The Health and Social Consequences of the 2001 Foot and Mouth Epidemic in North Cumbria
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Researcher commentary

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Researchers kept field notes during their 18 months of contact with panel members to maintain a critical view of the longitudinal process. These notes reveal some ethical questions raised by this kind of data collection, such as what could and could not be included as data, and how panel members responded differently in different formats, i.e. diary, individual interview and group discussion.

During fieldwork visits, conversations were wide ranging, from local and national FMD developments and initiatives, to everyday talk about families, paid work, past and future events, hopes and fears. Researchers occasionally sought clarification of what had been written. Respondents sometimes made great efforts to communicate detail about the imperatives of their circumstances, such as a respondent describing his working practices as a livestock haulier – “so’s you knows exactly what it’s like for us, what the pressure’s like dealing with all the paperwork”.

Respondents approached the project in different ways, sometimes finding one method of communication suited them better than others. Some panel members who in interview indicated that they had been severely affected by the events of 2001, rarely mentioned these in their diary; others, living near disposal sites for instance, recorded in their diaries their continuing concerns directly related to FMD. Over time we came to recognise the way in which each diarist was applying ‘benchmarks’ to their own health and well-being in the structured part of the diary. For one respondent a score of ‘Average’ for health/quality of life indicated normality - no problems, no highlights; while for another, the change from a regular entry of ‘Good’ to ‘Average’ occurred at a time of personal crisis.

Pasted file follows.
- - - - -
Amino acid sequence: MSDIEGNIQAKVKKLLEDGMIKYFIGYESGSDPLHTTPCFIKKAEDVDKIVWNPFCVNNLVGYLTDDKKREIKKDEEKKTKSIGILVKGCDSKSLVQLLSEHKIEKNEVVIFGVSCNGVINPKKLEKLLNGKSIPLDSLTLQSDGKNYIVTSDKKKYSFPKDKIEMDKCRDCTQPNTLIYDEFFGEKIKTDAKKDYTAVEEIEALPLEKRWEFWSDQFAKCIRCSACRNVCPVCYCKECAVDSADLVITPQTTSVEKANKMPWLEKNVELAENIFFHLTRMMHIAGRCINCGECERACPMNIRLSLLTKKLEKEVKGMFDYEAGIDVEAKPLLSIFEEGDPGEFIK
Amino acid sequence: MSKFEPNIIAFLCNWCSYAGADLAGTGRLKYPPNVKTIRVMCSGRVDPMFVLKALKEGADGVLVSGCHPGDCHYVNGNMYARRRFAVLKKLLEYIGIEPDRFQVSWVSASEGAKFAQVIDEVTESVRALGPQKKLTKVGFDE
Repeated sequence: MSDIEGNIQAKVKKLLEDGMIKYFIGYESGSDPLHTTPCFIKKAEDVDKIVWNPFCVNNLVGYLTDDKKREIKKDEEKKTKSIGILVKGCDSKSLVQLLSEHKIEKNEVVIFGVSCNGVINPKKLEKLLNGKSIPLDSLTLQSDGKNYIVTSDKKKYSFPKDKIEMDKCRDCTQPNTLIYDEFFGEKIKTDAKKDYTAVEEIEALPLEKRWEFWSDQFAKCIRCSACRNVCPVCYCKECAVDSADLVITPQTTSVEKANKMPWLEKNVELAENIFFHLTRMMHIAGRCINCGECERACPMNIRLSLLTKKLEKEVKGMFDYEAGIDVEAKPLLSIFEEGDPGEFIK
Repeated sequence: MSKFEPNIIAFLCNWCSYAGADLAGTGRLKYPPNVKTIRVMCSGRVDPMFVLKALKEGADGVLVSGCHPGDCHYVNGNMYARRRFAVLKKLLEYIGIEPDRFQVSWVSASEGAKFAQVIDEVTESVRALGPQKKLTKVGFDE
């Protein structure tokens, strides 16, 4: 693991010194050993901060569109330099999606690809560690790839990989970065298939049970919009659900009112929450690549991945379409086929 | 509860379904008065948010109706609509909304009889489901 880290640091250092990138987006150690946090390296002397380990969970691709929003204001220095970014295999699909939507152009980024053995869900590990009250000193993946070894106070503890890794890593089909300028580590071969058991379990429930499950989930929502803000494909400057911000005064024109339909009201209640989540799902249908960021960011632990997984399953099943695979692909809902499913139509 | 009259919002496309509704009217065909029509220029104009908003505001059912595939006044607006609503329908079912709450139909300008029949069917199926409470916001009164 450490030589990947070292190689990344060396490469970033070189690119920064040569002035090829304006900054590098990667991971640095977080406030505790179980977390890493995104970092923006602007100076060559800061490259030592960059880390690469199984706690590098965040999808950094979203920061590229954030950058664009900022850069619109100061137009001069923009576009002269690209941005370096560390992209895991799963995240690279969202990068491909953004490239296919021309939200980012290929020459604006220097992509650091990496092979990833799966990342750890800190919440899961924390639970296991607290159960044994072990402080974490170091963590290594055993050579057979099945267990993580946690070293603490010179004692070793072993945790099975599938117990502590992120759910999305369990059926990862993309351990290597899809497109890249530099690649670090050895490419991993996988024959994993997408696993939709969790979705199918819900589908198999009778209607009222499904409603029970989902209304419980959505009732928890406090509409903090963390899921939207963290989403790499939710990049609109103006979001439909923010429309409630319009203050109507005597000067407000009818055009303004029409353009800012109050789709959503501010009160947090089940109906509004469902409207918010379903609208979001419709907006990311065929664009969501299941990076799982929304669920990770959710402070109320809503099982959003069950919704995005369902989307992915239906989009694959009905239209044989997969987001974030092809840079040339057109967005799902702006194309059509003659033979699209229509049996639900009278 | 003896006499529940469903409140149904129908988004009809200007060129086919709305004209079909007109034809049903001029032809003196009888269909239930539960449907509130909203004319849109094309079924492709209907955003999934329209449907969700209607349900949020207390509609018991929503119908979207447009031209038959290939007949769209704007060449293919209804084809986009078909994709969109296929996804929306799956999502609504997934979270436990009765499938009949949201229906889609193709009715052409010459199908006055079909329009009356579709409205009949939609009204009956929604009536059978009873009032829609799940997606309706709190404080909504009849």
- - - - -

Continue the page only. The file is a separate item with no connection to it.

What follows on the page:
There are ethical considerations relating to intensive longitudinal methods and in particular repeated visits to diarists. These are well recognised in sociological and health literatures, e.g. how to deal with different degrees of disclosure the insider/outsider dilemma of positioning fieldworker within the respondent’s household; the power relations within the research process and the difficulties of achieving informed consent. Overall however, the duration and intensity of the research process in this study led to the development of trust between researchers and respondents, which we believe lies behind the very high commitment of respondents to the study.

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